In order to scale up agroecology, it is critical to document and analyse its development in different contexts as a necessary step to attain significant insights about the state of the art of agroecology, as well as to support its expansion and use at the policymaker level. Based on the mapping of agroecology in different European countries, AE4EU (Agroecology for Europe) and Agroecology Europe are going to launch the first volume of a book series that presents the latest findings on the development of agroecology in Europe.
The mapping methodology relies on two concepts: key informants and initiatives. The key informant corresponds to a diverse range of experts providing information regarding one or more activity categories: scientific discipline, practices, movement, living labs, and education and training. The initiatives correspond to formal action led by an organisation towards agroecology that will be called “initiatives”.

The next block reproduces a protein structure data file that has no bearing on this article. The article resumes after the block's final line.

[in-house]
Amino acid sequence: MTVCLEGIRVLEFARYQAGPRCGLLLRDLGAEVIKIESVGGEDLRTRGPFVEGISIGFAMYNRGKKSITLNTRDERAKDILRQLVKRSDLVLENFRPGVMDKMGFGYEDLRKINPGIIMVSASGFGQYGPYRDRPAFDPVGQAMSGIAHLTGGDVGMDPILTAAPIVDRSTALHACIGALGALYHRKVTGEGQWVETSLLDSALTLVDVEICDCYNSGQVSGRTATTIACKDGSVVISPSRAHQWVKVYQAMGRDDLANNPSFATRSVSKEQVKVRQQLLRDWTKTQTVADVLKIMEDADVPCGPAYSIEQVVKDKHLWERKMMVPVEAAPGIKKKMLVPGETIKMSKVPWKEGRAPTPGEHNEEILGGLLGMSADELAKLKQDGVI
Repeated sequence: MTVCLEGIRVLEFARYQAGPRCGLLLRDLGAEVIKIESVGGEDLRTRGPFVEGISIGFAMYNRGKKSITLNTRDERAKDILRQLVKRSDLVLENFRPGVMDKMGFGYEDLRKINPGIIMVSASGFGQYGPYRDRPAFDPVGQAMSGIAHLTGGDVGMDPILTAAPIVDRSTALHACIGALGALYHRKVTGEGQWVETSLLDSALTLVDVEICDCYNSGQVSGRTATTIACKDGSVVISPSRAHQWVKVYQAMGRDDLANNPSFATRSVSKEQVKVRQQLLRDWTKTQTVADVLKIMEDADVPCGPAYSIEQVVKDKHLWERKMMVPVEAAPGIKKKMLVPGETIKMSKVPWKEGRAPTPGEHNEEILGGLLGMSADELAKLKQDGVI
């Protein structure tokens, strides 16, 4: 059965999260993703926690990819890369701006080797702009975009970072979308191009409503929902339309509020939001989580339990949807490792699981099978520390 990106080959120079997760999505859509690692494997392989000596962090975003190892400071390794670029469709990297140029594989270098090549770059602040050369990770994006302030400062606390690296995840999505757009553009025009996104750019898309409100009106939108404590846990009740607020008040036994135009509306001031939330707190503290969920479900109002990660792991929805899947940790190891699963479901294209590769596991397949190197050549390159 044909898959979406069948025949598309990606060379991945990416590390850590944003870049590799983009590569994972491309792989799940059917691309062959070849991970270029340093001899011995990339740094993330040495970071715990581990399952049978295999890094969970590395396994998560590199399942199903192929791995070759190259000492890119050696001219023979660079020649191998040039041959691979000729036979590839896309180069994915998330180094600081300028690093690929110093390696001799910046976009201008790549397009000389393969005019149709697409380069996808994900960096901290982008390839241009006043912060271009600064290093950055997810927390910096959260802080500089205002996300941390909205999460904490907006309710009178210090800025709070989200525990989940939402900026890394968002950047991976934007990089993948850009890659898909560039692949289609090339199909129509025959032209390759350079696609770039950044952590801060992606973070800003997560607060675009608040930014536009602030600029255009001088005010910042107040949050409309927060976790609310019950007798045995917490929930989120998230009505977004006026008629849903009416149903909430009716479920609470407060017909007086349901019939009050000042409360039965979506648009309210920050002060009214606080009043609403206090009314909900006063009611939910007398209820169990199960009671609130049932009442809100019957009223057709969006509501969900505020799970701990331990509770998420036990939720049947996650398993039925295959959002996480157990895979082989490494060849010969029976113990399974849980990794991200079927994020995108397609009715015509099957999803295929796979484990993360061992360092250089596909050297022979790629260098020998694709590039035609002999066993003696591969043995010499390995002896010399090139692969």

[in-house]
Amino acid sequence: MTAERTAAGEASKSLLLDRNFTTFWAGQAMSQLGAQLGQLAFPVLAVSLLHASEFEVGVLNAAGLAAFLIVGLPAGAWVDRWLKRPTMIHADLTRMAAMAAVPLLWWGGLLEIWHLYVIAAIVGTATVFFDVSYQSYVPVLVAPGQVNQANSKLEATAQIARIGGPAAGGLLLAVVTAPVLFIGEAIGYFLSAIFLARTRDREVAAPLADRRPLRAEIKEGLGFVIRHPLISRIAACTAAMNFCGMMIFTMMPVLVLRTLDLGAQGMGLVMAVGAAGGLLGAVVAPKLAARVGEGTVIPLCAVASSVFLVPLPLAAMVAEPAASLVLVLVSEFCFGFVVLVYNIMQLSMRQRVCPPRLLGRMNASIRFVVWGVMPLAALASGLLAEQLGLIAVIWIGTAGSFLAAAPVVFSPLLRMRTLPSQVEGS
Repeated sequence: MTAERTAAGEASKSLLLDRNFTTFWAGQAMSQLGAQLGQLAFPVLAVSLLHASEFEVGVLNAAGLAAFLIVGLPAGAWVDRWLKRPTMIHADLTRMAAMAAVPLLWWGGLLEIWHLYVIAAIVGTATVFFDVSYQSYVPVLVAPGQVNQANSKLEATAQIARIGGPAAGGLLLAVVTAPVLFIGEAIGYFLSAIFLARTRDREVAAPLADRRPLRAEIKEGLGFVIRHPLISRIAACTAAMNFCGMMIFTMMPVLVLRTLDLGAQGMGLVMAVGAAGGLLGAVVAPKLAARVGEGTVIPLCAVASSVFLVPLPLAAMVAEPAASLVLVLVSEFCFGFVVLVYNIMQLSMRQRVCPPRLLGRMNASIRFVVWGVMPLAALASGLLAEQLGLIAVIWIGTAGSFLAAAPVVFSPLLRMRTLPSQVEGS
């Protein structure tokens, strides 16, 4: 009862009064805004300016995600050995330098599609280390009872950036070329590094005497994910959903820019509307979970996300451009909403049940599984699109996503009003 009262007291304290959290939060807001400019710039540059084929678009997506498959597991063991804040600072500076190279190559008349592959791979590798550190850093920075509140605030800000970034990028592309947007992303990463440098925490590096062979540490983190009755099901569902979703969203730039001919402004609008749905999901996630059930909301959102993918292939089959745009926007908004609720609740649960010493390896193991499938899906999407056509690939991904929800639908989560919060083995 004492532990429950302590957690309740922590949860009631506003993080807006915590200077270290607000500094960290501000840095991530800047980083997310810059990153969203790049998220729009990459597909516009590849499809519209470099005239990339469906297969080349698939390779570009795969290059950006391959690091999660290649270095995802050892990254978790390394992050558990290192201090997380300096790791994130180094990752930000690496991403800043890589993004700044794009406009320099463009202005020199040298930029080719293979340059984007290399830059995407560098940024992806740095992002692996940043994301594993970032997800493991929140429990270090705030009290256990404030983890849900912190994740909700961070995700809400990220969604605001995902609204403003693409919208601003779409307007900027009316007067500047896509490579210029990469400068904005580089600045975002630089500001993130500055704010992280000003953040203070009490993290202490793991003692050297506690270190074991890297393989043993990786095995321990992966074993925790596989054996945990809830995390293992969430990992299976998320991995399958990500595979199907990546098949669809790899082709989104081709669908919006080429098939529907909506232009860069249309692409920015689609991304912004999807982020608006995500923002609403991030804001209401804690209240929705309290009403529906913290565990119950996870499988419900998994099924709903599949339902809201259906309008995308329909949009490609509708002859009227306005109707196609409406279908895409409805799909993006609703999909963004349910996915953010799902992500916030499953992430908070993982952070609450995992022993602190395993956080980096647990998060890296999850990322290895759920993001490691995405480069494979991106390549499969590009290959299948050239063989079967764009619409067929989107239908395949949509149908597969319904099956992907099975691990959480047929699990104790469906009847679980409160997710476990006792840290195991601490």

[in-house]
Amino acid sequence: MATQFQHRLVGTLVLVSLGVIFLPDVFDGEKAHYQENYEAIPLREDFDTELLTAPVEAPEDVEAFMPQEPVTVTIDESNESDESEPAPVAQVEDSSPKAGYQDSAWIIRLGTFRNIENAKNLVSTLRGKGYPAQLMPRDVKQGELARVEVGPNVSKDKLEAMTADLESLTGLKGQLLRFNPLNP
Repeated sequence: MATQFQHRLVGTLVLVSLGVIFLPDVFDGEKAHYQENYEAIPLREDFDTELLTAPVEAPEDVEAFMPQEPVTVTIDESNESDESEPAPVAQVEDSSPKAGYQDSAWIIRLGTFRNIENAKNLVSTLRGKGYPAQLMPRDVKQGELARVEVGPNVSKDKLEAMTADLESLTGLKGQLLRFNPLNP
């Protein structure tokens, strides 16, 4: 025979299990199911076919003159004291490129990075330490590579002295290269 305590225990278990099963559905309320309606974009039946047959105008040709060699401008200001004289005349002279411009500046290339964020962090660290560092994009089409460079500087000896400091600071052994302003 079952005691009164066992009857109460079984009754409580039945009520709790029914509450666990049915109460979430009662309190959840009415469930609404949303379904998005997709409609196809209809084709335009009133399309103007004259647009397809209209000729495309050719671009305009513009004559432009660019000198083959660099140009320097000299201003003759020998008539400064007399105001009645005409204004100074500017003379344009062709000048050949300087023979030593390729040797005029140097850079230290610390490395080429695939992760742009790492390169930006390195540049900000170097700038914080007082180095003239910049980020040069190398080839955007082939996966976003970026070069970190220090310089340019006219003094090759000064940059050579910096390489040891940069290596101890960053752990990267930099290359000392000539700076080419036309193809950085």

Building on these notions, the mapping methodology is organised into four steps:
- Find key informants and interview them.
- Select the initiatives and analyse them through in-depth interviews complemented by desktop research.
- Analyse the data that was collected with complementary desktop research, and categorization into one of the five activity categories.
- Internal and, in some cases, external review of the country reports that present the results of the development of agroecology in a specific.
This mapping is not foreseen to be completely exhaustive, but rather illustrative, synthesising and providing key information on the road to building a common understanding of agroecology, as well as its development at the European level.
The launch of the book series is a significant step towards promoting sustainable farming and food systems practices in Europe. The first volume, “Mapping The Development of Agroecology in Europe,” provides valuable insights into the state of the art of agroecology in 13 European countries and serves as a critical resource for policymakers, researchers, and practitioners in the field.
You can find the book in open access here: